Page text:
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Dr. Pat
Dr. Pat, Bird Veterinarian
Category: Bird Veterinary
Satisfied Customers: 4244
Experience:  25+ years working primarily or exclusively with birds
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We have a hen with a sour crop. Please advise appropriate antifungal

Customer Question

We have a hen with a sour crop. Please advise appropriate antifungal and other standard of care.
Submitted: 2 years ago.
Category: Bird Veterinary
Expert:  Dr. Pat replied 2 years ago.
Greetings, I am Dr. Pat. I have worked with birds for many years. I will do my best to help you.
First, I hate the term "sour crop". What they have is diminished crop motility, with subsequent fermentation of the contents. Calling it sour crop indicates that it is a simple, singular disease, and it is not. The condition is quite complex, may have multiple causes (and effects) and therefore needs careful diagnosis and quite often very complicated treatment. And that is the standard of care.
Crop problems are like backed-up toilets-- the problem is further down the line. There can be indigestible material that lodges in the gizzard, and things stretch out from there. Sometimes the problem is further complicated because the bird is compelled to eat fibrous or harsh materials to help the GI move things along, but that just makes the clog worse.
There are certain viruses and congenital issues that may predispose breeds/types to the problem.
The best thing would be to have an experienced vet massage out the crop contents, lavage the crop, and tube feed saline/GI protectants/GI drugs and formula until the problem resolves.
I usually put them on a number of GI medications and use injections for antibiotics. Antifungals have to go orally, but can be interspersed with the GI medications. Depending on the case and the findings, my list of medications includes: sucralfate, lactulose, cimetidine, metoclopramide, zosyn injections, fluconazole. Often I include pain medications. They are ALWAYS put on large amount of greens and dietary management.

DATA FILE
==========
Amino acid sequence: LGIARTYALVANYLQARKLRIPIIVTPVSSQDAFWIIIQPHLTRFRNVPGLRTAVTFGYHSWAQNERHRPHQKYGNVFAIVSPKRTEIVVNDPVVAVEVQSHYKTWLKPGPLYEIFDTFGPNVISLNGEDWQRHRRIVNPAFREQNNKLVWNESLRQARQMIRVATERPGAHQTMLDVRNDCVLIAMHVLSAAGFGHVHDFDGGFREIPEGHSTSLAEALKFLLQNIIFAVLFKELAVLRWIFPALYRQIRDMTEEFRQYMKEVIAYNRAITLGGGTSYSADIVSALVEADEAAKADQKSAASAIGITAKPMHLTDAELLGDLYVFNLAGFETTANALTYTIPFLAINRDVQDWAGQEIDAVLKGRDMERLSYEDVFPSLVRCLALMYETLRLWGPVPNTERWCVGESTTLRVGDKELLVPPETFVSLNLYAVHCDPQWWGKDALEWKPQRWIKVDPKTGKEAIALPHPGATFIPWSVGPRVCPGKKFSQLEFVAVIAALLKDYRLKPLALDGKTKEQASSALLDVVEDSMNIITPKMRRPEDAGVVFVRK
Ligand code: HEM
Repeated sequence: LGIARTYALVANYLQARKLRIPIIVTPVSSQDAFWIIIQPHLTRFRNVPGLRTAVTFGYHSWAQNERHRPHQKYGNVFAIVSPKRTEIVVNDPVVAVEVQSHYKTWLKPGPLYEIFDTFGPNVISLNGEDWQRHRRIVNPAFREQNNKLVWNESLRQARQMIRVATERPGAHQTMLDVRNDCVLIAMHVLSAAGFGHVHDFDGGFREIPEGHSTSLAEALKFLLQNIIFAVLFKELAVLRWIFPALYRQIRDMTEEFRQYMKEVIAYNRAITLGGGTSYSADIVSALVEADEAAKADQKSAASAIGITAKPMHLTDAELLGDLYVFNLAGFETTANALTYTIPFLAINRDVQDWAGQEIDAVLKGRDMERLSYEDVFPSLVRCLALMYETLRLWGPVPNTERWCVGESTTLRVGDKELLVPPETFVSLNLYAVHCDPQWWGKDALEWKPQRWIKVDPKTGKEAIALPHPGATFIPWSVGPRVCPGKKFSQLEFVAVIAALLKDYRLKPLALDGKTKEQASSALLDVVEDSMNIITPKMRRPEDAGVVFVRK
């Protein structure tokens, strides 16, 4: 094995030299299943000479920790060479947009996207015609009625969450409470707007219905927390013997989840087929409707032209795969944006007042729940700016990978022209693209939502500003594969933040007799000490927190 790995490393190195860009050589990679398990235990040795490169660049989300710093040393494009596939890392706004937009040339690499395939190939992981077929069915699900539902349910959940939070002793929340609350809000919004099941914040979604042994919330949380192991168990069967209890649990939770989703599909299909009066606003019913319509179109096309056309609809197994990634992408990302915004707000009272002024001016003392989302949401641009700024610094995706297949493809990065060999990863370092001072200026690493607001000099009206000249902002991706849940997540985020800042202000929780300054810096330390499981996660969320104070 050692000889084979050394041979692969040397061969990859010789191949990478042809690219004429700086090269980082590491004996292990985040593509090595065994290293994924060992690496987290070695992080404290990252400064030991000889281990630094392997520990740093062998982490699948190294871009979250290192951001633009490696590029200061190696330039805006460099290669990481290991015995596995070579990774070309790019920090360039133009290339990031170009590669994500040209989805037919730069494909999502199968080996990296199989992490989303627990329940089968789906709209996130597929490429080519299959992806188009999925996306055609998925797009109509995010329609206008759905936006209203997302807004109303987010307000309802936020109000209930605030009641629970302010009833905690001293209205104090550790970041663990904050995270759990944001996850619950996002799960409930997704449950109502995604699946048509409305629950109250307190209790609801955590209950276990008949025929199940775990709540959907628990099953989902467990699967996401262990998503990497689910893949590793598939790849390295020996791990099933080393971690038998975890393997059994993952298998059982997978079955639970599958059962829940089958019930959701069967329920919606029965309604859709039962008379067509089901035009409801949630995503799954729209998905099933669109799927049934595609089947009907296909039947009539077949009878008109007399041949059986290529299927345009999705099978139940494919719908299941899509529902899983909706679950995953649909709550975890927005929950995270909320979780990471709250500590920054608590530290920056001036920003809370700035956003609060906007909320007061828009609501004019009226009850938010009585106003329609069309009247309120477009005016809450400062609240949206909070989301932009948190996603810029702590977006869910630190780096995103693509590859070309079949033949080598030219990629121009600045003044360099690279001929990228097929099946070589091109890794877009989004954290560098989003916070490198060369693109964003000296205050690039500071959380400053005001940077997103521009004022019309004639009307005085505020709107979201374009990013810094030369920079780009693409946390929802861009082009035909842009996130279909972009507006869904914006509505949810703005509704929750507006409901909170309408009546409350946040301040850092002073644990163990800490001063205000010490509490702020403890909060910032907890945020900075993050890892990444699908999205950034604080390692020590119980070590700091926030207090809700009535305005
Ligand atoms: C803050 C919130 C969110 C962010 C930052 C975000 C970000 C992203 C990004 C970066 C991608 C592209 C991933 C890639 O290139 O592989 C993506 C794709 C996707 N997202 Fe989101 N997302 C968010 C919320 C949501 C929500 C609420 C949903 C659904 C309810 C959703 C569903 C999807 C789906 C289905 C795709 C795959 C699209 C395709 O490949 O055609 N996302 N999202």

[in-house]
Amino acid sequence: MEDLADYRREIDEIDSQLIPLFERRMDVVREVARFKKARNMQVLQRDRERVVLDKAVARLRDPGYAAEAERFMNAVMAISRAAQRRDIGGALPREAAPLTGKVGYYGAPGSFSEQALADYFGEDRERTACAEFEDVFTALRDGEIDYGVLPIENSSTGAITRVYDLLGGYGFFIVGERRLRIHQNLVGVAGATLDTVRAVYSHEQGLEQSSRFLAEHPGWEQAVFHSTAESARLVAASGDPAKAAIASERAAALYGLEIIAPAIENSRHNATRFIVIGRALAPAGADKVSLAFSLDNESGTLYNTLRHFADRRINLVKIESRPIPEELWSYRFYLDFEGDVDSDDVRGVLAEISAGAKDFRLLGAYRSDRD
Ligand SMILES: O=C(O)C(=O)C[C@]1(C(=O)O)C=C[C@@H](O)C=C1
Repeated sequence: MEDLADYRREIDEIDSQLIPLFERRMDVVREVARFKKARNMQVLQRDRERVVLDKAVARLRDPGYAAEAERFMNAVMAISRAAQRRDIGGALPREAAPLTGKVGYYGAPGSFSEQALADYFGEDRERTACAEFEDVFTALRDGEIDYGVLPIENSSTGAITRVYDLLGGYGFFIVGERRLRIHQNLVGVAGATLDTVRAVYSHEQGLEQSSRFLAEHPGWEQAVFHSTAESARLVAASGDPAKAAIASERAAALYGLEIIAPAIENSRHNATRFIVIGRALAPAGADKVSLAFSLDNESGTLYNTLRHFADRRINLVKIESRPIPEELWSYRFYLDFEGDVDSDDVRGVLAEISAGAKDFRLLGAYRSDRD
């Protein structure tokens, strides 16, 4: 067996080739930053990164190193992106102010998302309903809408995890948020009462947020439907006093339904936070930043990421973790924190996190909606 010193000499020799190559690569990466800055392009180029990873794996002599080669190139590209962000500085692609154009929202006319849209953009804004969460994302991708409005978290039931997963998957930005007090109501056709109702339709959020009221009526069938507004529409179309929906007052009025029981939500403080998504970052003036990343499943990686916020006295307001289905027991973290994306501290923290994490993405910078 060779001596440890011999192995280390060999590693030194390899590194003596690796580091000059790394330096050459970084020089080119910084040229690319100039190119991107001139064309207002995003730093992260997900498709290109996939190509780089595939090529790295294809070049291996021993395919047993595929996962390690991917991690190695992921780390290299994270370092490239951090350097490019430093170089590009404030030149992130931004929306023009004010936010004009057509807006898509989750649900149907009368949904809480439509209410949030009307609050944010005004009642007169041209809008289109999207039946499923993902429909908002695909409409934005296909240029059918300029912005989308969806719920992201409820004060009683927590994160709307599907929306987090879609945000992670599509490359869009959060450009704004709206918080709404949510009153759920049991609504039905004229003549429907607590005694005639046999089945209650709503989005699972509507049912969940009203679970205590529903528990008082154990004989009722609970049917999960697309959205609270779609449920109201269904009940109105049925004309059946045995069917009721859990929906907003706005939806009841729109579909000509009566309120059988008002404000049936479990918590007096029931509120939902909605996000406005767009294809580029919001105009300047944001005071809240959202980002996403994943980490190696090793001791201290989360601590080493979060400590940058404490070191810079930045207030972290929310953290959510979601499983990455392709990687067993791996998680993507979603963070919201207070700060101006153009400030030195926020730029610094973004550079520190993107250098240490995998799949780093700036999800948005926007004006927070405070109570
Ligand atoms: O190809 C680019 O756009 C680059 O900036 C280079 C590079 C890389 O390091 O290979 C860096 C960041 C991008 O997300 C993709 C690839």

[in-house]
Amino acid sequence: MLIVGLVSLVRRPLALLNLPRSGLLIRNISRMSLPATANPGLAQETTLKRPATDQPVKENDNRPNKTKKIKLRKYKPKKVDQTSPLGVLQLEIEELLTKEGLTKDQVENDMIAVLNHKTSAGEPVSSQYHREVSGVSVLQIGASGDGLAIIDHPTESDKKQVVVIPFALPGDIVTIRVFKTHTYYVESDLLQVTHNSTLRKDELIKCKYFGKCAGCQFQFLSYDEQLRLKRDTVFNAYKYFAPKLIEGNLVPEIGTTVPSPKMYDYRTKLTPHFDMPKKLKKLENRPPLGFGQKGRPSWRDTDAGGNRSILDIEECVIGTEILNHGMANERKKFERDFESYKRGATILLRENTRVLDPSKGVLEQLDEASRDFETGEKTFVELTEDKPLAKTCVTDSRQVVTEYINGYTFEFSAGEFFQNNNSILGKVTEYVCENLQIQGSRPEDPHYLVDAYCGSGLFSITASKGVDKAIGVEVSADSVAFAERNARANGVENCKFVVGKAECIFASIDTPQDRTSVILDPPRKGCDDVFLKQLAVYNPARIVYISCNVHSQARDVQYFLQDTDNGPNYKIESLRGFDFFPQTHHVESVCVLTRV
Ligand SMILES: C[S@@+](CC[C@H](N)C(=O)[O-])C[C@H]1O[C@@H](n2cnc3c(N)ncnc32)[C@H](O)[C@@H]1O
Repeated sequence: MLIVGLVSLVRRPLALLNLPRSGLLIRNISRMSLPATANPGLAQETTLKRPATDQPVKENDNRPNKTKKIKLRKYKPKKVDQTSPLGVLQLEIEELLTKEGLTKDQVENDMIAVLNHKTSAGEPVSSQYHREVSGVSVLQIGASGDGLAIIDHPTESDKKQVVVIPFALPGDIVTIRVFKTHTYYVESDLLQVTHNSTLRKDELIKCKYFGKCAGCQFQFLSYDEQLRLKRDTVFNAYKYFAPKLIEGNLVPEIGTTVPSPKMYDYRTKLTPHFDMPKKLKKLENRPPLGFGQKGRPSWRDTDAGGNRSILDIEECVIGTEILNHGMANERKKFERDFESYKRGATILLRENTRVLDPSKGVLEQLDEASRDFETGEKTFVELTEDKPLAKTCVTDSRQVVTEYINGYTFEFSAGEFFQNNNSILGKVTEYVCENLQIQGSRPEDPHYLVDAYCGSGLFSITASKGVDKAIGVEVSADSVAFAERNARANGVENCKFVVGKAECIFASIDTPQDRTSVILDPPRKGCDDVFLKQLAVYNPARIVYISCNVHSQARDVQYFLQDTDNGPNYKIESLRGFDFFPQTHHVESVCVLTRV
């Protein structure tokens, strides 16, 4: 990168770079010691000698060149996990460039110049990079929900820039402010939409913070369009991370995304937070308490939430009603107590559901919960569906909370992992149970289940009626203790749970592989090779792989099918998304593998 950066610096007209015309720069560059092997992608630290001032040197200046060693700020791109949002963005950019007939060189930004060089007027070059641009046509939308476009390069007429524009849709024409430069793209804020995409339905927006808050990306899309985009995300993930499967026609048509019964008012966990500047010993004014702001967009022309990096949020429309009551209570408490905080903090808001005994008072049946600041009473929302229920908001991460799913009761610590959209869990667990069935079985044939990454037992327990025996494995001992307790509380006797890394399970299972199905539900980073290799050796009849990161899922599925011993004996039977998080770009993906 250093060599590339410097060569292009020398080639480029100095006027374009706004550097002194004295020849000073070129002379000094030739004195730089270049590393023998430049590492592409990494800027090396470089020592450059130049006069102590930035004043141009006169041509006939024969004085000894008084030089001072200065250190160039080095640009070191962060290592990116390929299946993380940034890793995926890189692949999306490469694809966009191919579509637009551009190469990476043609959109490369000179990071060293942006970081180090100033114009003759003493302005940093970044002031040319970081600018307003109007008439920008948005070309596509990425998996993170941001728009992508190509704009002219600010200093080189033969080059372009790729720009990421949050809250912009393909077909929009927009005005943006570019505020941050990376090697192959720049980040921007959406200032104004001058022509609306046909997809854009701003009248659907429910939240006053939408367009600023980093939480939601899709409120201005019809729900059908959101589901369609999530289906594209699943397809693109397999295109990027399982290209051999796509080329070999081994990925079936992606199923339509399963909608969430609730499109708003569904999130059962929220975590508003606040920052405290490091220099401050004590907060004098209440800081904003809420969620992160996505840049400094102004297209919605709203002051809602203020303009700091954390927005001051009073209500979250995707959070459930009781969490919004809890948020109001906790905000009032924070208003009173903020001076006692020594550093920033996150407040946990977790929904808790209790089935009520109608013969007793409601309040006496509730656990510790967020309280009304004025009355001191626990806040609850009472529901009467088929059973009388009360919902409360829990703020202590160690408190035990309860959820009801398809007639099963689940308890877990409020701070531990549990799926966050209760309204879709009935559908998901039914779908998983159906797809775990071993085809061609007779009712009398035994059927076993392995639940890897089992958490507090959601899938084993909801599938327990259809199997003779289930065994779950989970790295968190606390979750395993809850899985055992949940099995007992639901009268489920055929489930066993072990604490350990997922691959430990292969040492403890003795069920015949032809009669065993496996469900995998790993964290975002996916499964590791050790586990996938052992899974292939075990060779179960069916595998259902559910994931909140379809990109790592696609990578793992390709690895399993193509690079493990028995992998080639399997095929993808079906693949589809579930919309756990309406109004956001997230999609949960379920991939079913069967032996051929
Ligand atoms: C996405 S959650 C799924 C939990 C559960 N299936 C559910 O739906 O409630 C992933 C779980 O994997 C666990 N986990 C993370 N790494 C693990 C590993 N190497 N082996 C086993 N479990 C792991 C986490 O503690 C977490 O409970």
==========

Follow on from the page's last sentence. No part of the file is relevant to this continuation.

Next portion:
Can you tell me more about the bird?​
How long has this been going on?
How long have you had her?
Where is she from?
How many other birds? Any others with problems?
How are they housed? Husbandry?
Any accidents or trauma?
Interactions with other birds/pets/children/guests?
What is the usual diet? has it changed recently?
Has the bird gotten into anything?
IMPORTANT Check the website for the feed you give, there have been many recalls; or check this link: https://www.avma.org/News/Issues/recalls-alerts/Pages/pet-food-safety-recalls-alerts.aspx?fvalue=Other
orhttp://www.petfoodrecall.org/
orhttp://www.fda.gov/Safety/Recalls/default.htm
Customer: replied 2 years ago.
Thank you. Sounds like we need to take her to a vet for specific treatments. Any suggestion for first aid over the holiday weekend when clinics are closed?
Expert:  Dr. Pat replied 2 years ago.
If you feel brave, you can try "milking" the crop and ejecting the contents. The head needs to be tilted forward and lowered. A two-person job. Do not turn her upside down. This can be stressful and dangerous, so be aware of the risks. I only advise this with great caution because you will be unlikely to find help until Tuesday.
Then give her small amounts of warm water for a couple of hours and monitor how the crop responds. If it empties you can then alternate with cooked rice and cropped greens, with small amounts often.